Re: From the linked article
Standards-compliant HTTP clients and servers will never read or send this header
Not quite correct. HTTP allows agents to define custom headers, so "Proxy" is allowed as such. To the bog-standard server, such as Apache or nginx out-of-the-box, it's as meaningful as "Vhjsrmwb" or "jasswe33d". And equally harmless.
The problem is that due to popular convention many web servers simply prefix HTTP_
That's not popular convention, it's the original CGI standard - which is inherited by all the CGI-imitators like PHP. A way to make headers available to applications that might be interested. All HTTP end-to-end or undefined headers except a few enumerated ones SHOULD be treated this way, but MAY be suppressed if they give rise to security issues.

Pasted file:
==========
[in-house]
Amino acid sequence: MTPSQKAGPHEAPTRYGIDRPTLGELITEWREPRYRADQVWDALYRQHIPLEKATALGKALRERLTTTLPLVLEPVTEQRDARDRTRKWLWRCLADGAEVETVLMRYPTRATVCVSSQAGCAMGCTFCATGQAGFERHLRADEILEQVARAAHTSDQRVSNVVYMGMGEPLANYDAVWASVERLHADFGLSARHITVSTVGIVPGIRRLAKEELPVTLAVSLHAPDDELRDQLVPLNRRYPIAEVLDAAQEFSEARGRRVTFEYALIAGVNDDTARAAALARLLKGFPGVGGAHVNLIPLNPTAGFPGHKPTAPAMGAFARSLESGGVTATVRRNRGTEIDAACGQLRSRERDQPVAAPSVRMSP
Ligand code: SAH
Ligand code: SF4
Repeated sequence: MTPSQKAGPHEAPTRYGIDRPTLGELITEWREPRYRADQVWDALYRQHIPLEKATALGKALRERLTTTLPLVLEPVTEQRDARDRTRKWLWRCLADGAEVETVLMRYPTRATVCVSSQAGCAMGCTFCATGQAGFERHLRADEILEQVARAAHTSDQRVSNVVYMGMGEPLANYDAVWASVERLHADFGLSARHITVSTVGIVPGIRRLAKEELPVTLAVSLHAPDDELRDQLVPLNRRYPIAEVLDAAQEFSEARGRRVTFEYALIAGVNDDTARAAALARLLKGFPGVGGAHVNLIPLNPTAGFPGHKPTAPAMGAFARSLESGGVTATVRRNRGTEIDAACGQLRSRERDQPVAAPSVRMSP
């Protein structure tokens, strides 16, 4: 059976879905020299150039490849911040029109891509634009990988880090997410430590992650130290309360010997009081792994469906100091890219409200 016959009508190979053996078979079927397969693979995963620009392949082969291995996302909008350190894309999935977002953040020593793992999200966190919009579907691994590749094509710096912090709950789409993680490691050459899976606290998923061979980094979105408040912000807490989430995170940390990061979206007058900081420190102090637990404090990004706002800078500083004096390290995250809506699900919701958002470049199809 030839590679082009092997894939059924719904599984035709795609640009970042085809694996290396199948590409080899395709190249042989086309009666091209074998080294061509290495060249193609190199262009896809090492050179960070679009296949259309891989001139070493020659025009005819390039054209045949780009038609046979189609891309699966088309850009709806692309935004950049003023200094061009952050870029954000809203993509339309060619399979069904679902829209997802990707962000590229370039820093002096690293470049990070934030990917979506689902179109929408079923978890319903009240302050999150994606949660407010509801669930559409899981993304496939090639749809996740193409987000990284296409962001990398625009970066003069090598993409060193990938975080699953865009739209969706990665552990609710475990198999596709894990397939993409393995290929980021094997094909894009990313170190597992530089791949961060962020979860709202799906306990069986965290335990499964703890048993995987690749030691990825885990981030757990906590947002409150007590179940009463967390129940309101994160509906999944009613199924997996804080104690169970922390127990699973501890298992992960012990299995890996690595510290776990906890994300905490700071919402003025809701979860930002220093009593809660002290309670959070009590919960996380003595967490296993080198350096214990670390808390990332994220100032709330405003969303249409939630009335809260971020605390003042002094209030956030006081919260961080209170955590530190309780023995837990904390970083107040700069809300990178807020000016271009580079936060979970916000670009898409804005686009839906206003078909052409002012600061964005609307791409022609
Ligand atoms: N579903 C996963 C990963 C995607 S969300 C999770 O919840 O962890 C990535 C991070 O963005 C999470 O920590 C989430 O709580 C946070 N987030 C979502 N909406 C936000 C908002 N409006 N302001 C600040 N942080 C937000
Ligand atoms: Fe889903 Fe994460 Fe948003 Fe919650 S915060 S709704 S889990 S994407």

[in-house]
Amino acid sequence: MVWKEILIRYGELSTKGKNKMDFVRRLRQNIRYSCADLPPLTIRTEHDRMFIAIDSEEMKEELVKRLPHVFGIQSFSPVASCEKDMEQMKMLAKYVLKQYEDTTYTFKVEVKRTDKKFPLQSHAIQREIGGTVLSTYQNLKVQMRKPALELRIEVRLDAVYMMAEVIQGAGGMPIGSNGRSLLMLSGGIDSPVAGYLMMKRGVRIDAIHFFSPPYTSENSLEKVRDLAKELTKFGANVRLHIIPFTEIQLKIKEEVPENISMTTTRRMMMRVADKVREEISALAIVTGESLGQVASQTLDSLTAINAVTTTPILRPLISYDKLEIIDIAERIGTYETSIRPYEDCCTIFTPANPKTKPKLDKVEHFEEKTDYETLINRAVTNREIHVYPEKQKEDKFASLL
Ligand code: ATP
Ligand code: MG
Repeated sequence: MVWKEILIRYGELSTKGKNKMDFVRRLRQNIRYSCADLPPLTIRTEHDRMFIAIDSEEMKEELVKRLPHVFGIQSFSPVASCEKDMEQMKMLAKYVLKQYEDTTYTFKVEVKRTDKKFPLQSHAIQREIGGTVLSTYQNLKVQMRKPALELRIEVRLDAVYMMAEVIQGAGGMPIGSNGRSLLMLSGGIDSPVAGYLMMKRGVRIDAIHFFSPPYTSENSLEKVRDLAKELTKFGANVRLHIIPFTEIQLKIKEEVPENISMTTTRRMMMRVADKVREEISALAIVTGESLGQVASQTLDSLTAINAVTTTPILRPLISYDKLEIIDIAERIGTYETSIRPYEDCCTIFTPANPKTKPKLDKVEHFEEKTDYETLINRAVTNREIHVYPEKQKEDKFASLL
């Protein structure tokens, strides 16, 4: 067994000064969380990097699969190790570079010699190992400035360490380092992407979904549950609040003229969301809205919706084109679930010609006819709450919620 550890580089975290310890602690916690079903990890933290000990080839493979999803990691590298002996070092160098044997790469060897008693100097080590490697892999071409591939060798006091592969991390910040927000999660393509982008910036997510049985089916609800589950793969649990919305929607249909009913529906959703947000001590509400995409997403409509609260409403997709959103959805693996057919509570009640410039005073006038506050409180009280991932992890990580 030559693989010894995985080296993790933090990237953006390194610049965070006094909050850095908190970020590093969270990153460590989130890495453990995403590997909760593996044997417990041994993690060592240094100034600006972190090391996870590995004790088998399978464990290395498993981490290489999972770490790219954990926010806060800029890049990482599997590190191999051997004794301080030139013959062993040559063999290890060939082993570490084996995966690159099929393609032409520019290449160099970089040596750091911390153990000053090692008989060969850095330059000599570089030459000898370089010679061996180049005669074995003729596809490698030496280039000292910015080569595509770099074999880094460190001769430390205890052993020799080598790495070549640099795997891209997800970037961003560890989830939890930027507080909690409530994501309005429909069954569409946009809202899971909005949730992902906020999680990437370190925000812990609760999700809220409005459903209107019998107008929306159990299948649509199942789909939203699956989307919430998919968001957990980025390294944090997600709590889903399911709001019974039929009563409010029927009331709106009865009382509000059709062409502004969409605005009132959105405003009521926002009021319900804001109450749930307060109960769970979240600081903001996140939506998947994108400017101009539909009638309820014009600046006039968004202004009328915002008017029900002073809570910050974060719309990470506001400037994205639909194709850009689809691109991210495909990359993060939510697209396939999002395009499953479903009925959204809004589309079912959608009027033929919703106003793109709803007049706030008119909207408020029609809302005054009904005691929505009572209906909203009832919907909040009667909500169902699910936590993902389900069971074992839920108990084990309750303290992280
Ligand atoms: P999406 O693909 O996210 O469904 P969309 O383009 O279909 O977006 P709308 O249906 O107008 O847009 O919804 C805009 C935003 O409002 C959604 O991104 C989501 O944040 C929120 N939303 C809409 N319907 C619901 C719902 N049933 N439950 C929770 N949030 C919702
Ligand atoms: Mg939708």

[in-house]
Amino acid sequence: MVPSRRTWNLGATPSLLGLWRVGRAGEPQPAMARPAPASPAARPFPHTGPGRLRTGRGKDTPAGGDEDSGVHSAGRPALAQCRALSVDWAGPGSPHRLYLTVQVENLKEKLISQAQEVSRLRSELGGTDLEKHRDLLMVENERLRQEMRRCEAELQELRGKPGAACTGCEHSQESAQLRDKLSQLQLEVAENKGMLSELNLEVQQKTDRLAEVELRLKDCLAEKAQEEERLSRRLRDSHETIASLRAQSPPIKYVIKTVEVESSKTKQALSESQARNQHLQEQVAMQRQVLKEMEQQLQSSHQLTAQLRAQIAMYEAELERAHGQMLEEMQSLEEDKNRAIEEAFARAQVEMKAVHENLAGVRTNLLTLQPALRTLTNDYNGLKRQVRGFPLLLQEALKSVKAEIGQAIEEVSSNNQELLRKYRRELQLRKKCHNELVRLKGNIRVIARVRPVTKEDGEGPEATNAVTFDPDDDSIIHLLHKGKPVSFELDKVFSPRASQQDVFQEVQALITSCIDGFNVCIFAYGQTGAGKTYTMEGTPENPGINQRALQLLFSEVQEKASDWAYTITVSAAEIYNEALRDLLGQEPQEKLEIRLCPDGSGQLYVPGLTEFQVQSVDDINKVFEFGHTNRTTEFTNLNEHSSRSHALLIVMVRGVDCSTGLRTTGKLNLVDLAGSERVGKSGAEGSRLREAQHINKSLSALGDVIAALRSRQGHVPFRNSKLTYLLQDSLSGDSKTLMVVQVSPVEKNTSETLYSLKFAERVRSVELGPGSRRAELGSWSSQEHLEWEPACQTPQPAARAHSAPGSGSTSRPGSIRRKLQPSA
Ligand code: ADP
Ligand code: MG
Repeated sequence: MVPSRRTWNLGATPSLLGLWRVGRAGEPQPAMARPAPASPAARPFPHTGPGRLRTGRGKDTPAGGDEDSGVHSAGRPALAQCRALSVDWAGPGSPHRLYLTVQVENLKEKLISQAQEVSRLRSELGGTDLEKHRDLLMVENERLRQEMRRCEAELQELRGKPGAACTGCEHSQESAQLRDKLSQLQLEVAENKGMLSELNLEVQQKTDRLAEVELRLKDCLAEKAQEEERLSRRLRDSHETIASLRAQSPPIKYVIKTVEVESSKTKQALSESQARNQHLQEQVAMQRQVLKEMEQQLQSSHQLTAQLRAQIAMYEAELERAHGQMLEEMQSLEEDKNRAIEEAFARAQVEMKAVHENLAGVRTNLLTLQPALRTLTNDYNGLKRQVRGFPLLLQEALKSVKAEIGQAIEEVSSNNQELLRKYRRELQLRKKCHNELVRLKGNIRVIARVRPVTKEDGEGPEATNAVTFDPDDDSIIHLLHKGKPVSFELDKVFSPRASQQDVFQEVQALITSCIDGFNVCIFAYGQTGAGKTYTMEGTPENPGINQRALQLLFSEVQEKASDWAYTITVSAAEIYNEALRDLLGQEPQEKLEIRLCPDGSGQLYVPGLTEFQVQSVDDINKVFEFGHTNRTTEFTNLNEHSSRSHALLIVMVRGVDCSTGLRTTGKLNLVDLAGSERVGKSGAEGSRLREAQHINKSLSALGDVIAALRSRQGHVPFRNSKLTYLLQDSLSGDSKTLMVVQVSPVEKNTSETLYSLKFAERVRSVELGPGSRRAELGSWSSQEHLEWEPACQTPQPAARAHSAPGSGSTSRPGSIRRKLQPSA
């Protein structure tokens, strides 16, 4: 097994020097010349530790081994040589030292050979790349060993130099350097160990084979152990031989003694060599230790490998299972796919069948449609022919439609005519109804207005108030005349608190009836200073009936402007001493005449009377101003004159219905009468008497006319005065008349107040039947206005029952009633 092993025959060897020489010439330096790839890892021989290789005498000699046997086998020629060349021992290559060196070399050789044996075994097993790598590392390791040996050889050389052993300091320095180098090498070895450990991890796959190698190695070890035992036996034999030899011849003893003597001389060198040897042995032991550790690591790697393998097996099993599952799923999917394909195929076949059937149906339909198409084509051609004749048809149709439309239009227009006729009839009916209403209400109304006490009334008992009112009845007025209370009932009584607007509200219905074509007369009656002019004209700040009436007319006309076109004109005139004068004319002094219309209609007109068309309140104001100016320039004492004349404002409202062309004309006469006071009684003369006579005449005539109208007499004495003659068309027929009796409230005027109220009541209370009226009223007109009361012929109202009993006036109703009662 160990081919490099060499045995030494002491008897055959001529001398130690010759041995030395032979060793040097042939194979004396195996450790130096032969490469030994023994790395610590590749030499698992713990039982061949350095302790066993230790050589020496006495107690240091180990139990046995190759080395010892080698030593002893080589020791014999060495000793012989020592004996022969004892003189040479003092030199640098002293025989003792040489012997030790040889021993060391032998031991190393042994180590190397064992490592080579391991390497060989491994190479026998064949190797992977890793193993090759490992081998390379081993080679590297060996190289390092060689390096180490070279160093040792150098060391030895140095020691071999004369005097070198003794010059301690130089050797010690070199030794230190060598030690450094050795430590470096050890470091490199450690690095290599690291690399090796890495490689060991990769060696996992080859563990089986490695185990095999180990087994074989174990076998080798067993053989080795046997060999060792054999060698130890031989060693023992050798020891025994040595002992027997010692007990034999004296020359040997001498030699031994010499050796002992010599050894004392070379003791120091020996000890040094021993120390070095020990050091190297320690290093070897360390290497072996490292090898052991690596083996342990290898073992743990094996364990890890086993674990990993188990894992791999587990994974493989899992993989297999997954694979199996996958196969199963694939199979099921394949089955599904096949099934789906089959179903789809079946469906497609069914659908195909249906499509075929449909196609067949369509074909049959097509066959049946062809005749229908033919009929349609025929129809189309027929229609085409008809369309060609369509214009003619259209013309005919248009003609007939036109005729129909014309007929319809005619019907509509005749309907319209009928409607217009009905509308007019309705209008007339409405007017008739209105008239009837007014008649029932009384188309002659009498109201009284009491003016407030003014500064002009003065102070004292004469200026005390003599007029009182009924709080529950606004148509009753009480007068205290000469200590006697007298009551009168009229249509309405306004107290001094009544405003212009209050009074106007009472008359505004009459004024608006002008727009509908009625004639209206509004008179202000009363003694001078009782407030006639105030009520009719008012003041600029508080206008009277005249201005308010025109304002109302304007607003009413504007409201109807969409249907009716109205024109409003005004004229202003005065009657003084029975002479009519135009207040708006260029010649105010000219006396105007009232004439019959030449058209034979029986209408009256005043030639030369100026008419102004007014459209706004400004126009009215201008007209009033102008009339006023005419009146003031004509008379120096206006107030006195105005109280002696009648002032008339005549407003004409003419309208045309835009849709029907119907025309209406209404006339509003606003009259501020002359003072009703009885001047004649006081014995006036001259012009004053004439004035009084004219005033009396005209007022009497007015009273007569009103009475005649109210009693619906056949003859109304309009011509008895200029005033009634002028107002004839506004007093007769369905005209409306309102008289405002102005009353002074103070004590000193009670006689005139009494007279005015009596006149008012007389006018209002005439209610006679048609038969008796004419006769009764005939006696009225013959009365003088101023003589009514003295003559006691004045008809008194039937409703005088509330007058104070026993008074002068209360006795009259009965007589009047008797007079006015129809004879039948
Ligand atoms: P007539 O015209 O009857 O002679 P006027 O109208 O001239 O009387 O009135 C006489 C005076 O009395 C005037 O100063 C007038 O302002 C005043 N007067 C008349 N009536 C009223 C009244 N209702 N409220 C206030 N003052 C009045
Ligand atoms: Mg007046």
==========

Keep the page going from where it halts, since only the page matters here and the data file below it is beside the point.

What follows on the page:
The trouble arises where languages and libraries use HTTP_PROXY to mean something they shouldn't be taking from untrusted input. I haven't tested it, but I should imagine Perl used with taint-checking (as it always should be on the web) is safe. On the other hand, PHP is always vulnerable to everything, and more generally YMMV. Hence the web servers taking it on themselves to block an incoming Proxy header from propagating to the CGI environment.
The good news is that Apache and others are preventing the Proxy header specifically from being turned into an environmental variable, but we can't just automatically drop it because that is unexpected and somewhat rude.
Actually we can just drop it. If the backend application has a legitimate use for an HTTP_PROXY environment variable, it can be set in the server configuration, for example with Apache's SetEnv directive. But not from an untrusted source.